Lower Your Rhetoric on Iraq; The Left is Lost

[Front paged: NM. Yeah, what is up with the dissing of the Left, we who do all that doorbelling?]

Last night I celebrated the great Democratic victory of 2006 at the annual Jeanne Kohl-Welles fundraiser. This year the fundraiser was held at Hale's Brewery in Freelard, which, as far as I'm concerned, was a great improvement over last year's event at the Seattle Center. Of course, this year's election was a great improvement over the last--how many elections? Part of the joy of the Kohl-Welles fundraiser is the chance to shoot the breeze with some old friends and meet a few new ones. The fundraiser also features a panel of "experts" who give their take on the recent election and answer a few questions from the audience.

Yours truly got the first question of the night: where will the $1 billion in new funds come from that Terry Bergeson says is needed to implement the Washington Learns K-12 proposals? A second question related to the role of rank-and-file Democrats in the recent election victory. The third question came from a friend on my left (literally) and concerned the Iraq war. After a couple attempts at humor from Dwight Pelz and Dave Ross, Blair Butterworth gave the serious consultant's answer: we will be in Iraq for a long time to come and we Democrats should "lower our rhetoric on Iraq."

Dwight came back with a more thoughtful response. He thought we'd be leaving Iraq sooner rather than later, and we'd be leaving for the same reasons that the Germans left Paris and the Americans left Saigon: because we're losing. He said that "The Left"--whoever they are--will have to find something else to talk about after the war is soon over.

After the panel discussion, I approached Dwight and, in my not-so-polite way, asked him to clarify his comments on "The Left." He said that "The Left is lost." Dwight apparently fancies himself a student of history and proceeded to explain how The Left's burning issue during the Progressive Era was to bring more working people into the middle class. This project continued for some decades until the Vietnam War, when The Left attempted to "blow up the Democratic Party" over the war. Now, apparently, The Left is still fixated with the issue of war, even as the Radical Right wages a war on the middle class. What's needed, in Dwight's view, is for The Left to worry about the middle class. Then they'll know where they are, which is to say, where he is.

Dwight admits that he's part of The Left, and he doesn't think he himself is lost. I admit that I don't have a good sense of direction, and perhaps I could have knocked on more doors for Darcy if I'd been able to make better sense of those precinct maps, but I don't recall having been outright lost. I also notice that my panel question was about education funding, not the war. Yet, the war was arguably the issue most--or second-most--on the voters' minds. One reason, among many, that Republicans did so poorly was because they didn't want to talk seriously about the issues the voters wanted to talk about. We Democrats will need to be more responsive than the Republicans were, or we won't last long in power.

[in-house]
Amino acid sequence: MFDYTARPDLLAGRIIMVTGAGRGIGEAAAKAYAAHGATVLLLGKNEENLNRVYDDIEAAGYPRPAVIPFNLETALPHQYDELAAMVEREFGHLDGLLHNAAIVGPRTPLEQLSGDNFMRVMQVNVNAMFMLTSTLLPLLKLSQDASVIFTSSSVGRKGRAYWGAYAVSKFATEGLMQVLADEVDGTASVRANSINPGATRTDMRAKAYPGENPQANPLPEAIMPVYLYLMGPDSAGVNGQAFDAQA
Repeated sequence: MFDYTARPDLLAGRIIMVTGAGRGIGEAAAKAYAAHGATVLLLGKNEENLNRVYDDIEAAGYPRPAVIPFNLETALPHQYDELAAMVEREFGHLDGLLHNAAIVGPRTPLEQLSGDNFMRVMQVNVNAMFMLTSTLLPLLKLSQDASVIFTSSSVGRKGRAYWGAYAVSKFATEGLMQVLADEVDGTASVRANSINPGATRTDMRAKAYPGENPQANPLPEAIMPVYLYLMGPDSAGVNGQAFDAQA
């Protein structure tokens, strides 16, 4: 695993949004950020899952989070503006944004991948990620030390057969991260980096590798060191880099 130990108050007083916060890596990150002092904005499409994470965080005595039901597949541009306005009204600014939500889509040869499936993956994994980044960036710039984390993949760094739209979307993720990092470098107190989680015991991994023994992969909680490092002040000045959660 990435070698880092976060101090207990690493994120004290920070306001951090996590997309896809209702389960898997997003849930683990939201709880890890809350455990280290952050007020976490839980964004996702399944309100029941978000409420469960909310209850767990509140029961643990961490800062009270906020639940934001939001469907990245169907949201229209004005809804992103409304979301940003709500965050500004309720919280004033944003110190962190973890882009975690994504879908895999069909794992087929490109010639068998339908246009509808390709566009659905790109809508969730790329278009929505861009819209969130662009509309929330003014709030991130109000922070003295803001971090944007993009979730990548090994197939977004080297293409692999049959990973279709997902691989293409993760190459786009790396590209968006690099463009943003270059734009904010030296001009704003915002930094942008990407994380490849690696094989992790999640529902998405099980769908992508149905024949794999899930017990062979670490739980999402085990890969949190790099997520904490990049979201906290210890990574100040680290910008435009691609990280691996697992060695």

Beyond that, I wonder about the need of the Chair of the Washington State Democratic Party to insult a group he belongs to--a group which just did its darndest to help elect some notable "moderates" to the majority. It's tempting to conclude that as a member of The Left, I shouldn't be knocking on doors because people who are lost ought to stay home where they won't get into trouble. If Dwight's head seems to have grown slightly since the last time I saw him, I think he should remember that the Democratic victory was not due to genius at the top of the State Party, but due to a combination of factors, including the enthusiasm and sacrifice of rank-and-file Democrats, some of whom are lost Leftists.

One of the lovely things about living in a country that still has free speech is that we get to talk about what we want to, even if highly paid consultants would have us "lower our rhetoric." If the folks who care deeply about the unfolding tragedy in Iraq want to talk about it loudly, then, by all means, they ought to. And if other folks--including Blair Butterworth and Dwight Pelz--want to put their giant strategic brains together and talk about the struggles of the middle class, that's their prerogative. I know I plan to keep talking about what I want to talk about. Today it might be about education. And tomorrow it might be about Iraq. But don't follow my lead: I'm lost.

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A few months ago, I attended an 11th District Dems meeting (cenral Distict area) to promote my UnCaged fundraiser. Dwight, who is a member of that district, ambled in; I overhead his response to a member's remark as: "I'm tired of the left."

I perked up my ears at that, surprised because in this state, a sizeable percentage of the party faithful would have to be included in that category, "The Left". Dwight is dissing a lot of WA Dems, isn't he?

The woman then gave him an earful [paraphrasing]: "I can understand you saying "I disagree because of XYZ, whatever" but "I'm tired of the Left"? That's just disrespectful...

Dwight answered: "Just listen to my speech."